[Philip Glass photo by Gabriele Stabile for The Fader]
I interviewed Philip Glass for the current issue of Fader magazine. You can read it here. We talked at length about the importance of artistic & economic independence, ideas on digital language underpinning his work, driving a cab to cover health care for his collaborators, and how many hours of sitting-at-the-piano composing constitute a good day for him. What can I say? The man is an inspiration.
Philip is the coverboy for this, the Icon issue, so Glass fans will find a lot more in the magazine — but even if you’re not familiar with his music, the interview shares some powerful insights about autonomy & integrity, especially in wake of May Day #OWS.
Dressed in a long sleeve black T-shirt and blue jeans, Philip Glass eases onto a couch in a corner room of his spacious Dunvagen studio. A few blocks away are the SoHo buildings where, nearly 50 years ago, Glass staged concerts in derelict lofts to air his maddeningly beautiful ideas about sound and rhythm. His venues have grown but still there’s a feisty independence and curiosity about him.
Running a hand through his trademark rebellious curls, Glass says, “We’re stealing this office for the afternoon. But it’s okay. I pay the rent.” The joke rings true: Glass is the boss around here, he just doesn’t act like one. The soft-spoken composer often slips from “I” to “we” while talking, the habit of a lifelong team player. Listening to him feels like hearing a cabbie hold court—naturally social, disarmingly unpretentious, happy to share observations on a pathway that is more important than the destination.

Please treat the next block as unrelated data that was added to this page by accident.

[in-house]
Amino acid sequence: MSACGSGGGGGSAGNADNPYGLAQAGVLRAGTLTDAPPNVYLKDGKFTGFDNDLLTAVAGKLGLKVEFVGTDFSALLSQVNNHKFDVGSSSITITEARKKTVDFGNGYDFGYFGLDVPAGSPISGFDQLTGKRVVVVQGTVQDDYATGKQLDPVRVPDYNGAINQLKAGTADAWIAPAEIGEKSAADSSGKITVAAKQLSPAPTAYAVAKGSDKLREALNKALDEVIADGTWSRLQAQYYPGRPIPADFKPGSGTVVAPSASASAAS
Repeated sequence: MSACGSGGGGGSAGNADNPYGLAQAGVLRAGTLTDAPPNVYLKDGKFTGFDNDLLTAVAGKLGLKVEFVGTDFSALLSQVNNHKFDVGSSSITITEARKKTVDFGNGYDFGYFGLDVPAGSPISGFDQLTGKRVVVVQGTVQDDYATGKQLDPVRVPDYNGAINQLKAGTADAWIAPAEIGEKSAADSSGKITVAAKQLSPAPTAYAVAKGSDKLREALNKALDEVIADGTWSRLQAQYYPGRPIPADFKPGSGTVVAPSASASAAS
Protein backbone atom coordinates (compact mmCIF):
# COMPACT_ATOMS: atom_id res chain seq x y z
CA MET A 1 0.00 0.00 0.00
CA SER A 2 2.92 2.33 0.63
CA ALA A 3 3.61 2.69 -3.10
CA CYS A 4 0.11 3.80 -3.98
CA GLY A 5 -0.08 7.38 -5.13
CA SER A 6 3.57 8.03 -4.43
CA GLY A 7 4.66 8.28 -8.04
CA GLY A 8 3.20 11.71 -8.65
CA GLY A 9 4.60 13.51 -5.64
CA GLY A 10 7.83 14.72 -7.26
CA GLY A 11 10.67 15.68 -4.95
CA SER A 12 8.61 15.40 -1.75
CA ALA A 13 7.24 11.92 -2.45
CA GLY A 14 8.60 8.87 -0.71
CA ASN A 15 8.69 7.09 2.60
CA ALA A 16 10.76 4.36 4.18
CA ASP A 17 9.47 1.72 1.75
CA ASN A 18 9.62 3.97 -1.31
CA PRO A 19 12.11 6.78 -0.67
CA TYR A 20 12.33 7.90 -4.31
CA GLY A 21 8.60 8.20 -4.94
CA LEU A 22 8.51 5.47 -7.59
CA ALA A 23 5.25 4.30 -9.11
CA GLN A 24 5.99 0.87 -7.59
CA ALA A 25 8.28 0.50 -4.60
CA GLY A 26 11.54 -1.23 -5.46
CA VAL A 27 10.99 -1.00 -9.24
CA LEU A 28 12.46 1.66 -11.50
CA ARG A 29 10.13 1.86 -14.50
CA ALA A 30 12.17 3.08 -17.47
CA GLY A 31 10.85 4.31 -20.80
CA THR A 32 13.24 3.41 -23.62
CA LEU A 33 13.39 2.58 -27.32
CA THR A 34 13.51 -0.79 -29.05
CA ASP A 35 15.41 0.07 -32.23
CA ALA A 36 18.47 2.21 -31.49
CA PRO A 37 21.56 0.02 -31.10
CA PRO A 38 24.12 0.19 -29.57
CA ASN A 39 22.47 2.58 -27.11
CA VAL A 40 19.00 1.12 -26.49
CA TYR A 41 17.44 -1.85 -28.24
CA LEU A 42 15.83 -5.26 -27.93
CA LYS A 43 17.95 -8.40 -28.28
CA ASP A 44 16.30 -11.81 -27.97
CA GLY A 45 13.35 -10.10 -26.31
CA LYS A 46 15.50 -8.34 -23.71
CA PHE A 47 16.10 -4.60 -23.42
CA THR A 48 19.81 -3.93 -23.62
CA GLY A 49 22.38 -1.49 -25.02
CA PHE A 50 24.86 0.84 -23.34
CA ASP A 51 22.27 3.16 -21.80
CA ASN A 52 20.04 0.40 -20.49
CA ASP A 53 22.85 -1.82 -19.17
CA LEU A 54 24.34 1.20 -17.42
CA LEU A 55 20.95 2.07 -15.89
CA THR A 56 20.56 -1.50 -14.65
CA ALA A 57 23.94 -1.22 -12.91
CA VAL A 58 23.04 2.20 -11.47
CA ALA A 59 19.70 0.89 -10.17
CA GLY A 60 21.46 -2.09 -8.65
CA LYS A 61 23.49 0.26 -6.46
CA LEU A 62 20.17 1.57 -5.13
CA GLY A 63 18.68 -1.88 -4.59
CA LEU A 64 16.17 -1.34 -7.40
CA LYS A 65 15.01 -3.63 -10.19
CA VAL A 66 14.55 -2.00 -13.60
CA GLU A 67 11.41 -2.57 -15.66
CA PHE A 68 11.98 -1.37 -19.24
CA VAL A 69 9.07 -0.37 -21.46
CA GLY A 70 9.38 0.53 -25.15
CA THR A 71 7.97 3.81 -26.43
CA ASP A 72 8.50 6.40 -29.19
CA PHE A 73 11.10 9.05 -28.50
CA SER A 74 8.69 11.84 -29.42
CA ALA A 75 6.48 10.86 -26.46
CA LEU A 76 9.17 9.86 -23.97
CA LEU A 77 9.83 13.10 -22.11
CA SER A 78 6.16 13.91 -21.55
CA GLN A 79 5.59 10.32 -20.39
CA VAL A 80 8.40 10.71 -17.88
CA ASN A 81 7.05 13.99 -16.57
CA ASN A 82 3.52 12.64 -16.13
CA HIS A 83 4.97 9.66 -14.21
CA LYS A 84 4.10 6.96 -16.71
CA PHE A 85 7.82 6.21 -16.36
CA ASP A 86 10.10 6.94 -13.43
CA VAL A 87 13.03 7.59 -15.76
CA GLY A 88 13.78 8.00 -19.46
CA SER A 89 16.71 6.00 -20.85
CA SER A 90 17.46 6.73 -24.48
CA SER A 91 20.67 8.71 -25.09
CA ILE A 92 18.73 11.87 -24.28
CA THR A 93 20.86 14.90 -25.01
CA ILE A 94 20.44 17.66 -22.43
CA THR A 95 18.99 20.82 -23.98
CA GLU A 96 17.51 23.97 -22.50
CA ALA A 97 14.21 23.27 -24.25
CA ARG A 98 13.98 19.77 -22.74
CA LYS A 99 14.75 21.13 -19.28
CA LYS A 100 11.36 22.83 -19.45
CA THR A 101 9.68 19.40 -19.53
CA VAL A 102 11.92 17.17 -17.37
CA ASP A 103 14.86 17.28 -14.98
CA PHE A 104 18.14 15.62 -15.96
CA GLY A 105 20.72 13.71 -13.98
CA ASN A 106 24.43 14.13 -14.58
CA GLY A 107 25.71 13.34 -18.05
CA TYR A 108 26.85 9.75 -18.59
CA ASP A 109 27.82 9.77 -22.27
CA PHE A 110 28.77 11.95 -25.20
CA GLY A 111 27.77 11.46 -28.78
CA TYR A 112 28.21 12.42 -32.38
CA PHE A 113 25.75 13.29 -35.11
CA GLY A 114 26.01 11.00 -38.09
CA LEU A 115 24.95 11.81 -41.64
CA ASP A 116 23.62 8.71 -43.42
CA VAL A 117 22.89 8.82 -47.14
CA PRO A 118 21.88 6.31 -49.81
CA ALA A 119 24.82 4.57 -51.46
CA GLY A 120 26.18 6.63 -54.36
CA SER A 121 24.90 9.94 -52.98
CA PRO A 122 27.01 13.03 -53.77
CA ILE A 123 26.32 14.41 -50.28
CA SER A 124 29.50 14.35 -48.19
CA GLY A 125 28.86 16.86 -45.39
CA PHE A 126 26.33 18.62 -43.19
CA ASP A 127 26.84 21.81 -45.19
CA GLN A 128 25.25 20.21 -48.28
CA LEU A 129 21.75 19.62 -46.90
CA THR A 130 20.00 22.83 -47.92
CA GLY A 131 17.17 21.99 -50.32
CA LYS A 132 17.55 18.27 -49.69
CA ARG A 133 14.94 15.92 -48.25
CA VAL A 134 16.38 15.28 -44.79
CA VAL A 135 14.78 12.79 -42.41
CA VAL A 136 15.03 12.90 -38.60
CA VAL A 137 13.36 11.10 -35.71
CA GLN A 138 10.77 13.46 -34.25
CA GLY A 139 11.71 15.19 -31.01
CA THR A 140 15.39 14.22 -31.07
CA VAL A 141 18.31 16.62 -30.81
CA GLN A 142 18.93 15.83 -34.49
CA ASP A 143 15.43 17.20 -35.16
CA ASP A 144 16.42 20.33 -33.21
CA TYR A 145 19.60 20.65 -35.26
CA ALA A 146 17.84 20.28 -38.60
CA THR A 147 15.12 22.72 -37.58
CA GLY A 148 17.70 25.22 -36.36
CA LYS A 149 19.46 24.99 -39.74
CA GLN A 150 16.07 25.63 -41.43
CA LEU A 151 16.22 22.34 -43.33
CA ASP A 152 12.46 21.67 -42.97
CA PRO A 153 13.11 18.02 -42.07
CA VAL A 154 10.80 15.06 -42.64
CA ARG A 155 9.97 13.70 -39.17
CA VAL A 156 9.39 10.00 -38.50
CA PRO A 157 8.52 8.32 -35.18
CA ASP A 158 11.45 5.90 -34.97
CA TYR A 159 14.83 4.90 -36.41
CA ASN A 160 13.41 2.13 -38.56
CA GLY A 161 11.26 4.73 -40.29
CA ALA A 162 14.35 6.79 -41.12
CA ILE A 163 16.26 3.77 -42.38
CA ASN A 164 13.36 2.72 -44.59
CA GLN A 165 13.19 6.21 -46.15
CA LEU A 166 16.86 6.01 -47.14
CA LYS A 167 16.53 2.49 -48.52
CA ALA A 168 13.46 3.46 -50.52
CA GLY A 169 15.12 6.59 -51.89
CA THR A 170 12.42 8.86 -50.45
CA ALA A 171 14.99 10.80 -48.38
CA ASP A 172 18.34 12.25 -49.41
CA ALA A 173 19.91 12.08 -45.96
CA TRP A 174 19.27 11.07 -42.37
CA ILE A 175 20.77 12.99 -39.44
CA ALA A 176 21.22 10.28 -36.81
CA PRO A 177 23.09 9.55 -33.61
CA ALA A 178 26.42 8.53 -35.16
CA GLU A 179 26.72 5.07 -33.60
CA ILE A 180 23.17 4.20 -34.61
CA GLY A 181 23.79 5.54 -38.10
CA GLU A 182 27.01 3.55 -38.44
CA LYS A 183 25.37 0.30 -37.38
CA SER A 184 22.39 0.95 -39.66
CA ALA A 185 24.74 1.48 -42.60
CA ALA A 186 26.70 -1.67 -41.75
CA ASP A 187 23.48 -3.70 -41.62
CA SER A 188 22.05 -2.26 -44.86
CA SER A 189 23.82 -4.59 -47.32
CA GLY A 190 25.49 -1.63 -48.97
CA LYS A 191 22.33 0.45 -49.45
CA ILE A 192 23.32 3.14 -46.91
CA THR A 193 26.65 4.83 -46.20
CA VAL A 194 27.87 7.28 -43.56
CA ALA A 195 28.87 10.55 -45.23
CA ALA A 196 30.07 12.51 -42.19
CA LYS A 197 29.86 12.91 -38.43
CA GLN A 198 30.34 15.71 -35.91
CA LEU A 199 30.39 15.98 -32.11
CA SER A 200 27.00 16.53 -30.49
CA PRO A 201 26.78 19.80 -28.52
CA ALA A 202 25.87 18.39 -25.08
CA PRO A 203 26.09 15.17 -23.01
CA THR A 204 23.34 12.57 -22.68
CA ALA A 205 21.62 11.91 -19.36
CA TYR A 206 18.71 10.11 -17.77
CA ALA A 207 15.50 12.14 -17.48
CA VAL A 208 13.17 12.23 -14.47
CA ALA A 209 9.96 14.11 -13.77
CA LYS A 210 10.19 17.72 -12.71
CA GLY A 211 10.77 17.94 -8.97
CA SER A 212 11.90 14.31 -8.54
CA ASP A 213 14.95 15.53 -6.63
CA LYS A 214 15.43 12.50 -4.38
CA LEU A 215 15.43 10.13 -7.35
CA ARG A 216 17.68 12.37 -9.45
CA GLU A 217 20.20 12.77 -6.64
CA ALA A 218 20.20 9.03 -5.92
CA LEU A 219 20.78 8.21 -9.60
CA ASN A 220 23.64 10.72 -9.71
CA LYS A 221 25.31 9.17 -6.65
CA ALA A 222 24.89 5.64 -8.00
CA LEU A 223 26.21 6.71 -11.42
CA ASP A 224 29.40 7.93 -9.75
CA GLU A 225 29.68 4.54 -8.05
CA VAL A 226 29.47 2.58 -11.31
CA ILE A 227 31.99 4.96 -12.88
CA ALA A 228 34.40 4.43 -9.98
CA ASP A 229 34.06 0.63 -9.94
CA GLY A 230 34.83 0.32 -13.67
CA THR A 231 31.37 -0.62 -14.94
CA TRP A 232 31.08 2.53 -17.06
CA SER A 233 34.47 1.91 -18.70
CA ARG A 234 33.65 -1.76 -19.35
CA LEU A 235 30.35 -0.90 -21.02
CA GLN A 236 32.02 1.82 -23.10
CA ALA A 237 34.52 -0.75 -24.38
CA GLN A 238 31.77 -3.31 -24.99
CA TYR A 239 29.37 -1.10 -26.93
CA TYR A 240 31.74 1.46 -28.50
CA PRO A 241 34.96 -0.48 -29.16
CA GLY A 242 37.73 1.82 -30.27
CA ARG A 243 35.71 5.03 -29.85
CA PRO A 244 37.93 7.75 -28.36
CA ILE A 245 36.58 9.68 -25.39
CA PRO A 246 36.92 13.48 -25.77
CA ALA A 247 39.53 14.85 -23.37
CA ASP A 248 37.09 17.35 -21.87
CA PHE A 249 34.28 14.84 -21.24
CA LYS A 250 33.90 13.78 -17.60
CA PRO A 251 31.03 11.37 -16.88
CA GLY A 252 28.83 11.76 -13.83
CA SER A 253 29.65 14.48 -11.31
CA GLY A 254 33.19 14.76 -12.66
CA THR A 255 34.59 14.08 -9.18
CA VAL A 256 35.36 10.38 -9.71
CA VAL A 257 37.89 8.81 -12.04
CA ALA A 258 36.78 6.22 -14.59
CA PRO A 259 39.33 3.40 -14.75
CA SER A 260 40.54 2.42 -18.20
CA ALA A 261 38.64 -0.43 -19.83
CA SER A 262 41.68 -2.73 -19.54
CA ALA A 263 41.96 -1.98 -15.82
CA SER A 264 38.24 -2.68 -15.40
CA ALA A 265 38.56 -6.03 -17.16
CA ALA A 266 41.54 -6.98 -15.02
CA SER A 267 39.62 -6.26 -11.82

How many hours a day do you work on music?
Well, it depends. A good day for me is eight to ten hours. An excellent day for me is 11 hours. A bad day is three hours. My bad days are most people’s good days. I go much further than them. Like, I was up this morning early, I took my kids to school, I spent two hours working, I’m talking to you, I’m going to go home, I have another meeting, then I’m going to work probably three to six, then I’ll be up to five hours, and then it’s six o’clock, then after dinner I’ll work another two or three hours. So this will be a seven or eight hour day.
As things become more financially difficult for someone of your stature, how applicable is your pathway for a younger generation?
In terms of the physical ways of working, there are a lot of new things that have happened in my lifetime. I’m talking about the digital technology that is available. I’m still writing with pencil and paper, let’s put it that way. A lot of composers are now working directly with computers. There’s a big change, both in music and in other areas too: in photography, projection, performance. We’re living in a digital world. However there are many things I do which are applicable. For one thing, develop an independence of work. I’m not connected to institutions, I’m connected to live performance and to working collectively. This is very much a part of my generation. We were not what you call “the establishment.” This independence made it possible for me ?to do things that were unusual, that people hadn’t done before. The idealism that was part of the way I worked—working really and truly for the development of a new language of performance, of music, without regards to a successful career or a commercial career of any kind—you can still do that!
I had wonderful parents. My mother was a school-teacher and my father had a small music shop—he didn’t make any money. So I didn’t have a family fortune behind me. I had my energy, and I had other people. When young people today ask, “How do we get started?” I say, Look around and find people your own age. Work with your own generation. Make alliances among artists of your own time and these will be the people that you’ll work with. Don’t expect help from the older ones, they’re not interested.